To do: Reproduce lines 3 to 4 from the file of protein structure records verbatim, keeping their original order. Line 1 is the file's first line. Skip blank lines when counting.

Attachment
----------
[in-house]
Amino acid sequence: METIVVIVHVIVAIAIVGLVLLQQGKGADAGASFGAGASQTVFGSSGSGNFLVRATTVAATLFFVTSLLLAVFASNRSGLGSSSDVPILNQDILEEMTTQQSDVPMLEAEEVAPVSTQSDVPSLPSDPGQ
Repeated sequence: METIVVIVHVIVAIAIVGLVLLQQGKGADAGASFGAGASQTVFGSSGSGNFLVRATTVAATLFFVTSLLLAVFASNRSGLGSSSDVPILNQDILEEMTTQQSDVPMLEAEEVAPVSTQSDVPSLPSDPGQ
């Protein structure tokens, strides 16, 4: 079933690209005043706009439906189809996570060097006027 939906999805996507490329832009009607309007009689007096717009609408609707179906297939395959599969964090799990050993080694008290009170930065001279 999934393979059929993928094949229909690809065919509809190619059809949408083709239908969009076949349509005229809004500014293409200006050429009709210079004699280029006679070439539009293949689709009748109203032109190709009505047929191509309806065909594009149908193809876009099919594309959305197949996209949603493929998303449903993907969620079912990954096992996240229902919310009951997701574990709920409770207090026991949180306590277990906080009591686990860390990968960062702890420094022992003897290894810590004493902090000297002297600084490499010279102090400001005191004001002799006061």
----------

Repeated sequence: METIVVIVHVIVAIAIVGLVLLQQGKGADAGASFGAGASQTVFGSSGSGNFLVRATTVAATLFFVTSLLLAVFASNRSGLGSSSDVPILNQDILEEMTTQQSDVPMLEAEEVAPVSTQSDVPSLPSDPGQ
């Protein structure tokens, strides 16, 4: 079933690209005043706009439906189809996570060097006027 939906999805996507490329832009009607309007009689007096717009609408609707179906297939395959599969964090799990050993080694008290009170930065001279 999934393979059929993928094949229909690809065919509809190619059809949408083709239908969009076949349509005229809004500014293409200006050429009709210079004699280029006679070439539009293949689709009748109203032109190709009505047929191509309806065909594009149908193809876009099919594309959305197949996209949603493929998303449903993907969620079912990954096992996240229902919310009951997701574990709920409770207090026991949180306590277990906080009591686990860390990968960062702890420094022992003897290894810590004493902090000297002297600084490499010279102090400001005191004001002799006061």